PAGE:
A Berkshire Hathaway Inc. unit is liable for destruction caused by the 2020 Labor Day Fires in Oregon, a jury concluded, exposing energy company PacifiCorp to potentially more than $1.5 billion in damages.
Following a seven-week trial, a state court jury in Portland on Monday found PacifiCorp responsible for four wildfires that intensified under hot, dry winds, consuming homes, businesses, schools, and scorching more than a million acres in southern, central and coastal Oregon.
PacifiCorp touts itself as the largest grid operator in the western US, serving 2 million customers in six states. Beyond the Portland case, the company faces another trial over a 2020 fire in a different location in Oregon, as well as litigation over a 2022 blaze near the California border that killed four people.
Berkshire Hathaway’s Class B shares fell as much as 0.9% on Monday.
After less than two days of deliberations, the jury awarded tens of millions in dollars in damages for 17 class members, finding that the the company’s conduct was negligent and reckless and created a public nuisance. The jury will hear more evidence later Monday to decide whether to impose punitive damages.
Jurors also found PacifiCorp liable for a class of people who own more than 2,500 burned properties – and those damages will be determined in a future proceeding. Plaintiffs’ lawyers have estimated total damages could exceed $1.6 billion.
Lawyers for the company didn’t immediately respond to requests for comment. An attorney for the plaintiffs had no immediate comment.
The plaintiffs had argued that PacifiCorp was aware of the risk of fire based on historically dry conditions, and National Weather Service warnings on Sept. 5, 2020, of winds possibly exceeding 75 mph (120 kph).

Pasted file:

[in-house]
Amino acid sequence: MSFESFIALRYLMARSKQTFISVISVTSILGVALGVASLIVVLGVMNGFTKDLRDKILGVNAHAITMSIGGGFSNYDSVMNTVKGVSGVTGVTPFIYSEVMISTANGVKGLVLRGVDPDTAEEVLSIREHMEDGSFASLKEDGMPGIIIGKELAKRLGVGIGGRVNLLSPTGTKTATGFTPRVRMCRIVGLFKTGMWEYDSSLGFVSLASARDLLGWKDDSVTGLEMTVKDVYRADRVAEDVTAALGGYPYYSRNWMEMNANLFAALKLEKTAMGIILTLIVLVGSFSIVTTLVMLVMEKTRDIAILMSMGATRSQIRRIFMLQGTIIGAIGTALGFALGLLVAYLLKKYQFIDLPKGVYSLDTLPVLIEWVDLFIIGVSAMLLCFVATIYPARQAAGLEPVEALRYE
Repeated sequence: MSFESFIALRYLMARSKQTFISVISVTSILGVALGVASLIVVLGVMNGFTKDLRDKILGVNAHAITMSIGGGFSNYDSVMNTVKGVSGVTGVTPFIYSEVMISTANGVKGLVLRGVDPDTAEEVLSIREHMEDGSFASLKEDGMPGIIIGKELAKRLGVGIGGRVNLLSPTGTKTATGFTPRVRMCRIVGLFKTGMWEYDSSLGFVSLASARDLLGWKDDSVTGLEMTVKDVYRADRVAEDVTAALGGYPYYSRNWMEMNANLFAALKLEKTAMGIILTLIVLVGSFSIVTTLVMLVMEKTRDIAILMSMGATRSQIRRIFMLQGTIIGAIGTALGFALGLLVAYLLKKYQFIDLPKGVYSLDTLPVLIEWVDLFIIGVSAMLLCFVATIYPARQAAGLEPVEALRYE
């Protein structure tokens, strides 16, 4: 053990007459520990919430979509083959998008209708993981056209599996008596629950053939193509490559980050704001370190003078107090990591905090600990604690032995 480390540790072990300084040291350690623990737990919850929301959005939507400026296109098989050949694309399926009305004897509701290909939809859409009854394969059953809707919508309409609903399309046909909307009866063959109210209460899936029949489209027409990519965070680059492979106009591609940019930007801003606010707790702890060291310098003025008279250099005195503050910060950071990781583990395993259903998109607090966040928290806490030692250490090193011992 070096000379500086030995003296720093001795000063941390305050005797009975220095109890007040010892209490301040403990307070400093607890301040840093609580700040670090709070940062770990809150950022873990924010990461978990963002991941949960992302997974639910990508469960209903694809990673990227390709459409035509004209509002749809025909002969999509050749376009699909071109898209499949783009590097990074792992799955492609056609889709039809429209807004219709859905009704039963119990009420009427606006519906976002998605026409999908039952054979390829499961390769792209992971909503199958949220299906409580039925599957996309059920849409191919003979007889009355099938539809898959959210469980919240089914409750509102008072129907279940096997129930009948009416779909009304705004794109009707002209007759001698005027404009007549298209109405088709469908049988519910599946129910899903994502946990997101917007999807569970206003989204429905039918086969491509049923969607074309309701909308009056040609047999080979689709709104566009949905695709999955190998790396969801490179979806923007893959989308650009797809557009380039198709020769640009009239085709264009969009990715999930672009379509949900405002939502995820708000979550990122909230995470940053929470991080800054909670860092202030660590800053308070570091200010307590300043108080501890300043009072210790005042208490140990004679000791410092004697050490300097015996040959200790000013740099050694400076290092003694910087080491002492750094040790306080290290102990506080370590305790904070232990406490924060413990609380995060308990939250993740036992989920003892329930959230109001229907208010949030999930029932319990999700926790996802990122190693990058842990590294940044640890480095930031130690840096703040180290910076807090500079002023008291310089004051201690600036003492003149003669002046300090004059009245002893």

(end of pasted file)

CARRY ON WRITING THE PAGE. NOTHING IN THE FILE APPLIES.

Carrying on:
Despite the warnings, and its equipment being the source of other recent fires, PacifiCorp left its power lines energized, lawyers for the victims argued. As predicted, the winds came in full force on Labor Day, causing “power lines to topple and ignite fires,” along with “devastation and destruction on a massive scale,” according to the lawsuit.
PacifiCorp had argued that victims’ attorneys didn’t present sufficient evidence to find it liable. Douglas J. Dixon, a lawyer for the company, told jurors at the outset of trial that the suit was brought with the benefit of hindsight and that it’s “not nearly so simple” to blame the utility amid the complexities of climate change.
PacifiCorp didn’t have a “crystal ball,” he said, and “you can’t sue climate change.” Pacific Power, he argued, has been a pioneer in developing plans to mitigate fire risks, and no one can precisely predict when a fire is going to start.
Read More: Berkshire Unit Sued Over California’s Largest Fire of Season
Proactively shutting off power for swaths of Oregon was rare, novel and controversial — especially at the time, Dixon said. Before Labor Day in 2020 it had never happened in Oregon, he added. “It is truly a measure of last resort,” due to the dangers of blanketing communities in darkness just when they need light and energy most, he said.
The case is James v. PacifiCorp, 20CV33885, Oregon Circuit Court, County of Multnomah (Portland).
–With assistance from Matt Turner.
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